US 7941292 B2 Abstract In one aspect, a method to assign observations includes receiving first observations of a first sensor system, receiving second observations of a second sensor system and assigning a set of pairs of the first and second observations predicted to correspond to the same physical position. The assigning includes using a likelihood function that specifies a likelihood for each assigned pair. The likelihood is dependent on the assignment of any other assigned pairs in the set of assigned pairs. The assigning also includes determining the set of assigned pairs for the first and second observations based on the likelihood function. The likelihood function uses a gate value determined from estimating a true volume using nearest neighbor distances determined from the first and second observations.
Claims(20) 1. A computer-implemented method comprising:
using a computer processor to assign observations comprising:
receiving first observations of a first sensor system;
receiving second observations of a second sensor system;
assigning a set of pairs of the first and second observations predicted to correspond to the same physical position, the assigning comprising:
using a likelihood function that specifies a likelihood for each assigned pair; and
determining the set of assigned pairs for the first and second observations based on the likelihood function,
wherein the likelihood function uses a gate value determined from estimating a true volume using nearest neighbor distances determined from the first and second observations.
2. The method of
3. The method of
4. The method of
wherein P′
_{A }is an estimated probability that any given object is observed by the first sensor system, P′_{B }is an estimated probability that any given object is observed by the second sensor system B, K(D) is a constant equal to Γ(1+1/D)Γ^{1/D}(D/2+1)/√{square root over (π)}, D is equal to D_{pos }+D_{vel}, D_{pos }and D_{vel }are the number of position space and velocity space dimensions respectively, V_{B} _{ — } _{pos }is the position volume and V_{B} _{ — } _{vel }is the velocity volume.5. The method of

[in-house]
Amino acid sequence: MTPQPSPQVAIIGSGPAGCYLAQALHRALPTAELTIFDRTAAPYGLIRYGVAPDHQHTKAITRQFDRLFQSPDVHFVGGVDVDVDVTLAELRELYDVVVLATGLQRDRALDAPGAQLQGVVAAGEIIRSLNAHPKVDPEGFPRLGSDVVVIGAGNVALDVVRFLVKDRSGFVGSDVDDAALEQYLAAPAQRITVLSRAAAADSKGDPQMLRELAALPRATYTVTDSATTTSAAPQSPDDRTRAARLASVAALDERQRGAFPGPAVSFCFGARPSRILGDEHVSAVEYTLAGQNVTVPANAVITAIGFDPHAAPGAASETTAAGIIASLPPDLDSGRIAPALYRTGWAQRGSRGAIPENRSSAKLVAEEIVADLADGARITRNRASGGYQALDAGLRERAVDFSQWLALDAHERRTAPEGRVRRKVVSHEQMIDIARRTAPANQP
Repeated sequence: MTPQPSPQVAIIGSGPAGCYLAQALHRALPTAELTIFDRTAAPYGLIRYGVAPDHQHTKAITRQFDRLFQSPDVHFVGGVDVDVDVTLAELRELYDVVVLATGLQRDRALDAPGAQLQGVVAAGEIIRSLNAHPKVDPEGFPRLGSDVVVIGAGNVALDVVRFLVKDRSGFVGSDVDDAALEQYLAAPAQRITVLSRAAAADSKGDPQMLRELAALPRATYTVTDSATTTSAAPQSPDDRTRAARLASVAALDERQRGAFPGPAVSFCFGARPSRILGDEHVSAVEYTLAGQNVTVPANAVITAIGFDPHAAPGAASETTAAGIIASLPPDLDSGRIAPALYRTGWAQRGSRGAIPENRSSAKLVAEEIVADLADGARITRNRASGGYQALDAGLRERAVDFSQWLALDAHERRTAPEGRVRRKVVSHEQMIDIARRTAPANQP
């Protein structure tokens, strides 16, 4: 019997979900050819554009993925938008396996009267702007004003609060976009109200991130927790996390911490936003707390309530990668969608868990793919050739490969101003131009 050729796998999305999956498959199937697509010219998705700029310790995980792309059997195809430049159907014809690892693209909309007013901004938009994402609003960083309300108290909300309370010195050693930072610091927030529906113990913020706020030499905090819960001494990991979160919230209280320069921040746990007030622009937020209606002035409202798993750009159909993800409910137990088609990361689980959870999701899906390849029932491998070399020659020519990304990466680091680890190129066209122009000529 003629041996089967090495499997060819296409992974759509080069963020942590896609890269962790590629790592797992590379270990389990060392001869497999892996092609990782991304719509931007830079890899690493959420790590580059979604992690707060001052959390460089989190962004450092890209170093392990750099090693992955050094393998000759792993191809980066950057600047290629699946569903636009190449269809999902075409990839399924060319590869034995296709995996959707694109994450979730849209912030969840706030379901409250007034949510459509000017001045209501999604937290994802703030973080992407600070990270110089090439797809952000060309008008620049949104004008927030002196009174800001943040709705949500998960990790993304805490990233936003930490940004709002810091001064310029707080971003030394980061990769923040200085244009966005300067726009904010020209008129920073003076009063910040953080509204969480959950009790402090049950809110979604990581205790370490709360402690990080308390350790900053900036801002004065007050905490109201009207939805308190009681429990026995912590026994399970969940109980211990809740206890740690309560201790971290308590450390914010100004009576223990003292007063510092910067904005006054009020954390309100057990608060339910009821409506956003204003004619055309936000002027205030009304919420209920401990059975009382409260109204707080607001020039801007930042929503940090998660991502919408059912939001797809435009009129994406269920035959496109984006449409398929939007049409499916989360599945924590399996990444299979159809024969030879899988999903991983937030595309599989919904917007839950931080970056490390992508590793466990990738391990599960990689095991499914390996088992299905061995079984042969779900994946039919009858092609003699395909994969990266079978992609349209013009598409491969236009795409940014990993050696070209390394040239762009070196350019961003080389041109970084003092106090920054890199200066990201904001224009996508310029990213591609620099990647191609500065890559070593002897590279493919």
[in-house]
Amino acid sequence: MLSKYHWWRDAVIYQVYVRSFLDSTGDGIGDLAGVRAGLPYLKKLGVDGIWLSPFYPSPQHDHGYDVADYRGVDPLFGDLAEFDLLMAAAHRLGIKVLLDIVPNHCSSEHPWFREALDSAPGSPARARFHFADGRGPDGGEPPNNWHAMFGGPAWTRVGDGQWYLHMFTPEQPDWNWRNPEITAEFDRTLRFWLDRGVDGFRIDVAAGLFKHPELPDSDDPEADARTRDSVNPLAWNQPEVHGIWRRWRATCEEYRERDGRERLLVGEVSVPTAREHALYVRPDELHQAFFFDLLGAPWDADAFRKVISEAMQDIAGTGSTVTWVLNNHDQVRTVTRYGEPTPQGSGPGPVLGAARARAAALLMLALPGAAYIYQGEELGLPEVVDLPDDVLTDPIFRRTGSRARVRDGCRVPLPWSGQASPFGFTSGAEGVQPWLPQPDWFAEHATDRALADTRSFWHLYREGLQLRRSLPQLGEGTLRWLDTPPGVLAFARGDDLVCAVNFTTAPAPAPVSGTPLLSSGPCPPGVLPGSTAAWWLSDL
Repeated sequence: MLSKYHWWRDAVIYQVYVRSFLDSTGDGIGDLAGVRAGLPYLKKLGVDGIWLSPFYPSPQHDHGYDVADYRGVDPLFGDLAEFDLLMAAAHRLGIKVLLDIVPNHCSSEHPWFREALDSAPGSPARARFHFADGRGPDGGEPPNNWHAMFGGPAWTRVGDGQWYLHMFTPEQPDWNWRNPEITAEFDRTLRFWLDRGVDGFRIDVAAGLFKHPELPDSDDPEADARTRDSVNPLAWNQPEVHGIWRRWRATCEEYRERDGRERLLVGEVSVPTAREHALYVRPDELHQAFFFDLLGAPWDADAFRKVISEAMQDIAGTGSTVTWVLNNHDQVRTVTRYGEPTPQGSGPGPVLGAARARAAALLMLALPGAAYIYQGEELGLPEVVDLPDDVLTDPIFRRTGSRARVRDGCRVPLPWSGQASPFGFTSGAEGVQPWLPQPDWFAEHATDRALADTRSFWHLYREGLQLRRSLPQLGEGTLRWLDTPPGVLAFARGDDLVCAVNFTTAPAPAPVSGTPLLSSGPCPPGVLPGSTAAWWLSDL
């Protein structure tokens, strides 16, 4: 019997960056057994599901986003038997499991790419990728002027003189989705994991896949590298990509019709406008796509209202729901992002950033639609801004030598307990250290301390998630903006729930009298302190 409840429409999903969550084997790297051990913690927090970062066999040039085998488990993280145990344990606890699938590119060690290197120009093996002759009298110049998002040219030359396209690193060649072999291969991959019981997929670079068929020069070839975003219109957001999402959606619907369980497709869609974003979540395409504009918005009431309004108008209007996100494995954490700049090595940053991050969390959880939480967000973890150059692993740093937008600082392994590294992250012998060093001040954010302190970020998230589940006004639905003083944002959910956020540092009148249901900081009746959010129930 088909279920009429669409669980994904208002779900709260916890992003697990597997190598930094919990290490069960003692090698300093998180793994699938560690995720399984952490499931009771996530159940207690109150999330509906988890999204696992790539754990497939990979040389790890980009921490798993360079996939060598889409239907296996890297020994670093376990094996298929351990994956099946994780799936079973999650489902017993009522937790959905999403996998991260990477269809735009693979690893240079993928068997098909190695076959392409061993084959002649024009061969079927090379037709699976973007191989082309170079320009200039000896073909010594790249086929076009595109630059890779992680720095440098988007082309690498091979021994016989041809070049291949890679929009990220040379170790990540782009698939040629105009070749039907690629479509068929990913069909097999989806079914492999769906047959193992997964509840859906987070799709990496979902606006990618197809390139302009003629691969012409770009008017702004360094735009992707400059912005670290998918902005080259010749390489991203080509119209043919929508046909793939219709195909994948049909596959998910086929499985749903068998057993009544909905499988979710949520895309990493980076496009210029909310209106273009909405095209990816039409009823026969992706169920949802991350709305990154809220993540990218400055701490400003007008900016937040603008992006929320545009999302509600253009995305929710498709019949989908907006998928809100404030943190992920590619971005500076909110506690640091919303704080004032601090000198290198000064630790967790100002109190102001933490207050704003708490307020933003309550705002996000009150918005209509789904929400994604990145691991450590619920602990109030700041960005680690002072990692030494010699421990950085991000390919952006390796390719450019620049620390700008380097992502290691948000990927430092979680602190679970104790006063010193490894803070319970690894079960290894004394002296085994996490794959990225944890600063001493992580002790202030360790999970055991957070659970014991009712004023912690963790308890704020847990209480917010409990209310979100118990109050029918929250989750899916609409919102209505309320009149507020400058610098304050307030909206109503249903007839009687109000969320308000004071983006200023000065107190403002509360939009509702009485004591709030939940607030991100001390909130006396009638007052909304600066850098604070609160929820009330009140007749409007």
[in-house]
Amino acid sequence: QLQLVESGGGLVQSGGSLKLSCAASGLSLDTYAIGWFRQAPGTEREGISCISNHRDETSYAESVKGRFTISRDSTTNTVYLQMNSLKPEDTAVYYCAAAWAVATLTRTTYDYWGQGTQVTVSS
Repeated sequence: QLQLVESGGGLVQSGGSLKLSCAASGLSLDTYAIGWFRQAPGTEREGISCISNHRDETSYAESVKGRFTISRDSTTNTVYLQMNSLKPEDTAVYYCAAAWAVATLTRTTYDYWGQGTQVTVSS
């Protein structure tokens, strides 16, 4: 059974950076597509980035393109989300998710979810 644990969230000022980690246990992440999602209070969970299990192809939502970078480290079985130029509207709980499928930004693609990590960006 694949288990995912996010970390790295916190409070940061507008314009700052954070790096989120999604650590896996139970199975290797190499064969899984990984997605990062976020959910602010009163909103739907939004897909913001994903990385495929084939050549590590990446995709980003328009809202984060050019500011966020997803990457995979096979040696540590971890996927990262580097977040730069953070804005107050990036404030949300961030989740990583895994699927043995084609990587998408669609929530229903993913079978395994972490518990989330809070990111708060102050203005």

wherein where α(i) is an association vector (i =
1 to m) and is equal to an index of an object of the second sensor system with which ith object of the first sensor system is associated, S_{i }is a residual error covariance, _{i }is a state vector difference, CM_{bias }is a D×D intersensor bias covariance matrix and C_{min }is a minimum determinant of a residual error matrix.6. The method of
7. The method of
8. The method of
9. The method of
10. An article comprising a non-transitory machine-readable medium that stores executable instructions to assign observations, the instructions causing a machine to:
receive first observations of a first sensor system;
receive second observations of a second sensor system;
assign a set of pairs of the first and second observations predicted to correspond to the same physical position, the instructions causing a machine to assign comprising instructions causing a machine to:
use a likelihood function that specifies a likelihood for each assigned pair; and
determine the set of assigned pairs for the first and second observations based on the likelihood function,
wherein the likelihood function uses a gate value determined from estimating a true volume using nearest neighbor distances determined from the first and second observations.
11. The article of
wherein the gate value is determined by estimating true probabilities of observation for each sensors system using a priori data.
12. The article of
wherein P′
_{A }is an estimated probability that any given object is observed by the first sensor system, P′_{B }is an estimated probability that any given object is observed by the second sensor system B, K(D) is a constant equal to Γ(1+1/D)Γ^{1/D}(D/2 +1)/√{square root over (π)}, D is equal to D_{pos }+D_{Vel}, D_{pos }and D_{vel }are the number of position space and velocity space dimensions respectively, V_{B} _{ — } _{pos}, is the position volume and V_{B} _{ — } _{vel }is the velocity volume.13. The article of
wherein where α(i) is an association vector (i=1 to m) and is equal to an index of an object of the second sensor system with which ith object of the first sensor system is associated, S
_{i }is a residual error covariance, _{i }is a state vector difference, CM_{bias }is a D×D intersensor bias covariance matrix and C_{min }is a minimum determinant of a residual error matrix.14. The article of
15. The article of
16. An apparatus comprising:
circuitry to:
receive first observations of a first sensor system;
receive second observations of a second sensor system;
assign a set of pairs of the first and second observations predicted to correspond to the same physical position, the assigning comprising: